"In 2009, Ford reduced the amount of automotive-related plastics to landfills by nearly 30 million pounds"
Making cars more fuel efficient, and eventually run 100% on clean and renewable energy, is a great goal. But in parallel, it is important to clean up the materials and processes used to make the cars themselves. Steel is already widely recycled, but what about all the other materials (foams, plastics, fabrics, etc)? Most automakers have been working on that problem, and the latest news from that front comes from Ford. So what did they do?
Photo: Michael Graham Richard
Here's some of the stuff Ford has been doing with non-metal materials:
- Ford is making its vehicles, which are 85 percent recyclable by weight, more eco-friendly through increased use of renewable and recyclable materials; the 2010 Ford Taurus is the latest model to use eco-friendly bio-based seat cushions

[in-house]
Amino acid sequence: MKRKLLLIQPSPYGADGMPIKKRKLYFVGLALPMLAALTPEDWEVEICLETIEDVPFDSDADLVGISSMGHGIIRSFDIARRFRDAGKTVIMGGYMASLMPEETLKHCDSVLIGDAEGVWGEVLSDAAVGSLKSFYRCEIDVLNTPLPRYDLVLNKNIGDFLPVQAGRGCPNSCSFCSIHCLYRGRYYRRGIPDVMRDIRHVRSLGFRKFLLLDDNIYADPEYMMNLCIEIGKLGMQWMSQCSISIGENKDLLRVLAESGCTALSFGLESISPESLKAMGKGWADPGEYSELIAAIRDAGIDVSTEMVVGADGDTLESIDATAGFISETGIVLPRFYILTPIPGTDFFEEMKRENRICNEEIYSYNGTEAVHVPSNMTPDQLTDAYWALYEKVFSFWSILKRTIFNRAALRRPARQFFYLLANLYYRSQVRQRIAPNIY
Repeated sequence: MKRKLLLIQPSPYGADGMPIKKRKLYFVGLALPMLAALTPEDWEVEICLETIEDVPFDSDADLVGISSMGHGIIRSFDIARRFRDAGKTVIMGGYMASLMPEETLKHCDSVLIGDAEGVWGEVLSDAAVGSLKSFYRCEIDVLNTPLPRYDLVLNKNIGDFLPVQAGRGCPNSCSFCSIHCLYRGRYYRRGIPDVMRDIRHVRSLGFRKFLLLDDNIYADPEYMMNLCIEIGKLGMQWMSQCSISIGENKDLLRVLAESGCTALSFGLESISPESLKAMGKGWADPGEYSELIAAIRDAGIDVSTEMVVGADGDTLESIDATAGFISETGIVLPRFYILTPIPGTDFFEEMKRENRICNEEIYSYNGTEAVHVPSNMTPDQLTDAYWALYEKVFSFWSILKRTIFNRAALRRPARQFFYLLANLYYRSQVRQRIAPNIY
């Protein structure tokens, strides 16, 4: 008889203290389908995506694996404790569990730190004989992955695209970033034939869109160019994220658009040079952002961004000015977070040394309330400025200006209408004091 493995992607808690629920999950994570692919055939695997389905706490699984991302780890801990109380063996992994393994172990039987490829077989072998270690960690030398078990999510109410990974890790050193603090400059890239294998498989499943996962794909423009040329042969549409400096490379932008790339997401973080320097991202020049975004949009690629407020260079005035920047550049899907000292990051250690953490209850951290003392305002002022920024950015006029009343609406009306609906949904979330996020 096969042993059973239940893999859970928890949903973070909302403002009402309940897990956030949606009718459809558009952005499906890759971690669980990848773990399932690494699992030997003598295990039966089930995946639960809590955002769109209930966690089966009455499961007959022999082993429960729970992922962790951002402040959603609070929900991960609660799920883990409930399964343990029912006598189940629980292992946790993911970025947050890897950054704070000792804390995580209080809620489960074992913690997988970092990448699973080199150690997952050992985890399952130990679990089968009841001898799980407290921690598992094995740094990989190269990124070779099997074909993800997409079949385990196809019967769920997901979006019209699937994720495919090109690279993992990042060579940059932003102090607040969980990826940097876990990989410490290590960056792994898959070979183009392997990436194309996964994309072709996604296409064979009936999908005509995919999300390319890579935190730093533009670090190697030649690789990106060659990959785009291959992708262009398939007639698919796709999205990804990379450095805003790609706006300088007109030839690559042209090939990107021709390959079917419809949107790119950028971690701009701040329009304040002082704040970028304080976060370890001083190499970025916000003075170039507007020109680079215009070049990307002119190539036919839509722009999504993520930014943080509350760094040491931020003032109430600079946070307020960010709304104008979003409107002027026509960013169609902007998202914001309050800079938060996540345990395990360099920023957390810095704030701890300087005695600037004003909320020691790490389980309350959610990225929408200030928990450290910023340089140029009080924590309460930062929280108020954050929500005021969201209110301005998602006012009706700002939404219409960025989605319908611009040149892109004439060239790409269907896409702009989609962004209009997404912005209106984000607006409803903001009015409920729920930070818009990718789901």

- In 2009, Ford reduced the amount of automotive-related plastics to landfills by nearly 30 million pounds and saved approximately $4.5 million by reusing recycled materials
- Ford’s “reduce, reuse and recycle” commitments are part of its broader global sustainability strategy to reduce its environmental footprint
- Automobiles are among the most recycled consumer products. More than 95 percent of all end-of-life vehicles in the U.S. are processed for recycling – compared to 52 percent of all paper and 31 percent of all plastic soft drink bottles